Anyhow, today I want to talk about sympathetic characters. Specifically how to create one.*
1. Give them a puppy.
2. Give them red hair.
3. Give them zits and glasses (works best in YA novels.)
4. Make them tip the scale.
* Obviously this list is meant purely in jest.
I've been receiving a lot of conflicting advice regarding Hidden in Shadows, stemming from Lorna, the MC. For one thing, she's an assassin, definitely an anti-heroine., automatically making her less sympathetic. (Btw, can anyone think of some good stories with anti-heroines? I want to read some for research but can't think of any off the top of my head.)
I had two versions of the opening scene, where Lorna hunts and kills a man. In version A, I mention immediately that the man is a druggie who beat his kill, almost trying to force the reader to align him/herself with Lorna. But I was told that it was basically an infodump (the paragraph about the druggie) and that I should sprinkle in the details as to why Lorna was killing him.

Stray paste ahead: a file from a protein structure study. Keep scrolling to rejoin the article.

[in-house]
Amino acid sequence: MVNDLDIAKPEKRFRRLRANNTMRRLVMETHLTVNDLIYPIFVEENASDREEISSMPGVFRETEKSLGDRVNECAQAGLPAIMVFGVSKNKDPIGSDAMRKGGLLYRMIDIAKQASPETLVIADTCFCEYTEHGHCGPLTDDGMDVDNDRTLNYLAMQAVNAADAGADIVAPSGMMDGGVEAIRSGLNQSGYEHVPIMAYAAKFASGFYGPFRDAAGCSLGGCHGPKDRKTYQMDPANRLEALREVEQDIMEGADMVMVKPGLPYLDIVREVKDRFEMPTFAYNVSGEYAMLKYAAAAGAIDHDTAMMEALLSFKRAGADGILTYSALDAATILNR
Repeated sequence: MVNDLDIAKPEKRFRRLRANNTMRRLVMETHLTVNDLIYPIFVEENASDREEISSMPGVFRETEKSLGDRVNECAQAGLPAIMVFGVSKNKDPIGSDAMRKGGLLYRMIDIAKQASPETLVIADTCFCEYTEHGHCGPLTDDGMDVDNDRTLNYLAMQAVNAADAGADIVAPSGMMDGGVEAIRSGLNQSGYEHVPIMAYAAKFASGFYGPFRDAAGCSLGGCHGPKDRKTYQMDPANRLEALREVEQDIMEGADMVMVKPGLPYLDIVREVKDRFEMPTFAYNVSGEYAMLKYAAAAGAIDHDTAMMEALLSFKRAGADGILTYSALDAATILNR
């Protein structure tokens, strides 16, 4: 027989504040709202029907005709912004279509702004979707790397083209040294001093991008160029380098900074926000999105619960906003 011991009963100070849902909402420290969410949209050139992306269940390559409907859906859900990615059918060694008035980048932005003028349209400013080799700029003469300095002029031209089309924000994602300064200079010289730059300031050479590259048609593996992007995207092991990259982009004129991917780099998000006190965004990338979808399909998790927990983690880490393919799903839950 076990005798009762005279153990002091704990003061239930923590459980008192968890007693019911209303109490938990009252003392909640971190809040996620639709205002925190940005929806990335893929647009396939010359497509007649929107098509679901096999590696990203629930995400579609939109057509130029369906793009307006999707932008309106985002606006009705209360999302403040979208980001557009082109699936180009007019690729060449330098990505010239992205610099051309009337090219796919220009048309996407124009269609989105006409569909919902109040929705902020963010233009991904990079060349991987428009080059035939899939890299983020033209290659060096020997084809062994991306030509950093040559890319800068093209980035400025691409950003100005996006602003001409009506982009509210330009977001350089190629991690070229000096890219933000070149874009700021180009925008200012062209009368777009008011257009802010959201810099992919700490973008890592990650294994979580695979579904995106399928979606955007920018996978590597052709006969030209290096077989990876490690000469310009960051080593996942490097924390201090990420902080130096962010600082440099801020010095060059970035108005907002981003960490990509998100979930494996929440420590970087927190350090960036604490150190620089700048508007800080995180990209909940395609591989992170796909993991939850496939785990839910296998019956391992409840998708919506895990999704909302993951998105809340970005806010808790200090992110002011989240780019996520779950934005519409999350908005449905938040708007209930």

I agreed. I also pared down the descriptions more, thinking that Lorna would be more focused at the task at hand, killing a target, so I dropped hints that he was a druggie. But now Lorna wasn't sympathetic enough, even though I have her reflect on the druggie beating his child after she kills him.
So now I’m not sure what to do with the scene. I still think that having Lorna reflect on the druggie would be out of character. Basically, I’m not sure how quickly I have to make Lorna a sympathetic character, nor how exactly to do about showing it.
Because of her profession, does she have to be sympathetic right away on page one? Or by the end of the first scene?
Maybe this is because I’m sleep deprived but is it so wrong that I’m actually thinking about giving Lorna a puppy in scene two?
I’ll have a more serious post on sympathetic characters on Tuesday.